Back to School!
It’s that time of year; days are getting shorter, vacations are distant memories, and teachers are reviewing math, science, and social studies lesson plans. But, what about humane education?
For that matter, what is humane education? In essence, humane education is the teaching of compassion and respect for animals and others. It’s when a third grade teacher plans a unit on community helpers and includes a visit to the local animal shelter; it’s when a fifth grade teacher shares information about proposed dangerous dog legislation and asks her class to debate the pros and cons of the possible ordinance; and it’s when the art teacher takes her students outside to draw a nature study, and asks them to observe every detail, including the fast-moving ant colony and the skedaddling squirrels. And, sometimes, humane education is taught when classroom visitors emphasize the importance of speaking up for animals.
This will be my fifth school year visiting students as the director of the Washington Animal Rescue League’s humane education program. It is my job to, not onlyencourage young learners to be compassionate and respectful, but to instill in them a sense of responsibility. I tell students about the many wonderful cats and dogs in our care at the League and explain that those animals and many more are in shelters because of people: People who get rid of rambunctious puppies and dump litters of kittens. People who don’t have time to care for their old cats or claim that the kids aren’t caring for the family dog. And sometimes people who say that they just don’t want the animals anymore.
And animals who wind up in shelters are the lucky ones. Thousands more are abandoned in parks, countrysides, school yards, and other open spaces every day. But even children can do something about it.
I tell fourth graders that it is perfectly okay NOT to live with a cat or dog. Taking care of a companion animal is a huge, life-long responsibility. But it is never okay to walk by an animal in need and not help. Thousands of cases of animal cruelty are reported every year in our area alone; there’s no telling how many other incidents of abuse and neglect go unreported.
My dog, Nigel, would have died had it not been for a police officer who responded to another call nearby. Nigel, a big, incredibly sweet black Labrador retriever, was tied to a porch railing outside an apartment in plain view of passe rsby. Not only was he tied to the railing, but his snout was tied shut. Kids and adults saw a starving dog every time they passed. But no one did anything. No one called the authorities.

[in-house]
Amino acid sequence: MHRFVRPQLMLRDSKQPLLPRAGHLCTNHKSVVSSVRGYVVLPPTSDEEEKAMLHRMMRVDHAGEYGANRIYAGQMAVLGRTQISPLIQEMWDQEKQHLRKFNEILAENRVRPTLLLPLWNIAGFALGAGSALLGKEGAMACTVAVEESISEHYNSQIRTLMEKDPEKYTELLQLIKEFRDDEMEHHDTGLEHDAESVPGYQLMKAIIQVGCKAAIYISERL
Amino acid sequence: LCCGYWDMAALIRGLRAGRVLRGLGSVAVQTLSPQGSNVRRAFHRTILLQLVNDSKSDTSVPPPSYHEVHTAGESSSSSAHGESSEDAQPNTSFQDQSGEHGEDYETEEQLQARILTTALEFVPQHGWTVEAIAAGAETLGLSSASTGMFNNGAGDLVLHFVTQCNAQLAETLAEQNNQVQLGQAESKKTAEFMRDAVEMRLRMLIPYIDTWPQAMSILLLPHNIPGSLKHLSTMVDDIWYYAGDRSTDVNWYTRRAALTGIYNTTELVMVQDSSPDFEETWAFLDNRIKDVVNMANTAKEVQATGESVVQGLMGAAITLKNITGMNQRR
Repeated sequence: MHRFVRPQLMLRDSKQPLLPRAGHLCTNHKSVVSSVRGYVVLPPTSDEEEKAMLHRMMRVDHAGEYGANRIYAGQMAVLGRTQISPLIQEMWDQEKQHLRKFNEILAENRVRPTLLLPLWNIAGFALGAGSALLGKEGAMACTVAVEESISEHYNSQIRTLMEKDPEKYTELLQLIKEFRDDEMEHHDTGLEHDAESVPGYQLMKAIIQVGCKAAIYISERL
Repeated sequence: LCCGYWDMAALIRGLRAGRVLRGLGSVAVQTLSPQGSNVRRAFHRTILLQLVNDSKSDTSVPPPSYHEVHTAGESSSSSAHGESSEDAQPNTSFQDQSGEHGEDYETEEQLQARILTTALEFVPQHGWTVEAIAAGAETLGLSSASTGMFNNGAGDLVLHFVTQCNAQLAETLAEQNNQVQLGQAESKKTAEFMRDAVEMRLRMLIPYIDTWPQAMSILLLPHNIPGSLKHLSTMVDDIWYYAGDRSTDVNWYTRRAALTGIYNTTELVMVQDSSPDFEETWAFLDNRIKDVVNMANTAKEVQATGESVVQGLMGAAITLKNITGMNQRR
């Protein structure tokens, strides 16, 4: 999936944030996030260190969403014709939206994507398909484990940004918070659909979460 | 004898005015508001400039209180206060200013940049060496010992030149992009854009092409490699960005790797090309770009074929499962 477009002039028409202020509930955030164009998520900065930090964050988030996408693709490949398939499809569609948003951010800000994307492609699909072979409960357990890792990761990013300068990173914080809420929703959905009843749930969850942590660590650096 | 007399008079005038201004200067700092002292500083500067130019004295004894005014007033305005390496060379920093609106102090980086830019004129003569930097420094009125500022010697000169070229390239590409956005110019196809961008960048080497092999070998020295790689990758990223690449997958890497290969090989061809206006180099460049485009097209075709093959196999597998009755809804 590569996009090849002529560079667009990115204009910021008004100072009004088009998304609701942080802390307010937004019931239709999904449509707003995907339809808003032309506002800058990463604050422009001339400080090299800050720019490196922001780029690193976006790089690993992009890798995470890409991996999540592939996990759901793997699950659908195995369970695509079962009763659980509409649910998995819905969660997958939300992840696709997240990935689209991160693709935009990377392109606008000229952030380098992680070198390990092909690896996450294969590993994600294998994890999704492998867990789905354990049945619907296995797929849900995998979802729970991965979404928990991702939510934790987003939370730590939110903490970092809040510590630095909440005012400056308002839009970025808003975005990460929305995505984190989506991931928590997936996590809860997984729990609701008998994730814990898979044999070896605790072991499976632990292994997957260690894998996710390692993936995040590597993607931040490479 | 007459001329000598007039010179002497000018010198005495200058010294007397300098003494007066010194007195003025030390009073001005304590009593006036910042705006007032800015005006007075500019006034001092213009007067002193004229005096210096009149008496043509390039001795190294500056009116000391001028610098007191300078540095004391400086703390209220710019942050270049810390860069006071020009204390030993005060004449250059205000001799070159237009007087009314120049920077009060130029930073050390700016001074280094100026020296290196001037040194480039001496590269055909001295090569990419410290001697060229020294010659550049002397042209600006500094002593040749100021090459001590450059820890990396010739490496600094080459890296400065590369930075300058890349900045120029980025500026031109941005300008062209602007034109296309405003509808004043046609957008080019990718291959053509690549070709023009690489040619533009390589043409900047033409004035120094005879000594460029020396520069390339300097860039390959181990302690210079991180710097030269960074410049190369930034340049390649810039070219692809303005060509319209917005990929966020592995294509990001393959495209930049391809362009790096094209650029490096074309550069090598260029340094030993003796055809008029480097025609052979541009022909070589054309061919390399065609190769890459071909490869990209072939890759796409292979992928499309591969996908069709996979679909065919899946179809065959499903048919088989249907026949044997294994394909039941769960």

When the police officer arrived to the area, she saw the emaciated dog and made the phone call that saved Nigel’s life. Nigel weighed only 48 pounds when he was rescued. Within days he weighed in the mid-50s, and a couple months after I adopted him, Nigel reached his optimum weight of 75 pounds. Many students have met Nigel in their classrooms since he came to live with me 7 ½ years ago; they express anger toward his abuser and vehemently claim that they would never just walk by. But what should they do when they see an animal in distress? I emphasize calling the proper animal welfare agency. I also caution against approaching an unknown animal.
My visits include role plays where students practice reporting animal cruelty. We also figure out what it would cost to care for a cat or dog; we price out food, supplies, veterinary visits, training, classes, and all of the other essentials and extras that go with caring for an animal companion. We read books that highlight the human/animal bond and we write poetry in celebration of National Poetry Month.
Take me Home
The shelter has dogs.
The dogs are big and jumpy
I love those small ones
— by Precious,
The association between kindness to animals and respect for all beings is not a new concept, nor is the teaching of humane education a recent classroom phenomenon. With the formation of anticruelty societies in the 1860s came the teachings of kindness to animals. Most humane organizations have humane education programs. During the school year, the League’s education program includes multiple classroom visits plus a field trip to the League.
Dear three Black Puppies – I enjoyed playing with you. You made me calm. The reason you made me calm because you didn’t bite me. I’ve been bit by a dog and I know how it feels. Black puppies you made the trip AWESOME!
Your friend, Rayana
Educators are responsible for teaching kids so that test scores rise, but society has a much greater obligation. In the words of the 1933 PTA Congress –
Children trained to extend justice, kindness, and mercy to animals become more just, kind and considerate in their relations to each other. Character training along these lines will result in men and women of broader sympathies, more humane, more law-abiding –– in every respect more valuable citizens.
The WashingtonAnimal Rescue League can help. Teachers, counselors, administrators, and parents can find out more about our humane education program by contacting me at email@example.com. And please visit my blog at warlkids.blogspot.com.
School is open. Drive safely. Watch out for children who need our guidance and for animals who need our help.
Debbie Duel is the Washington Animal Rescue League’s Director of Humane Education. She has been with the League since 2008 and has more than 20 years experience teaching humane education.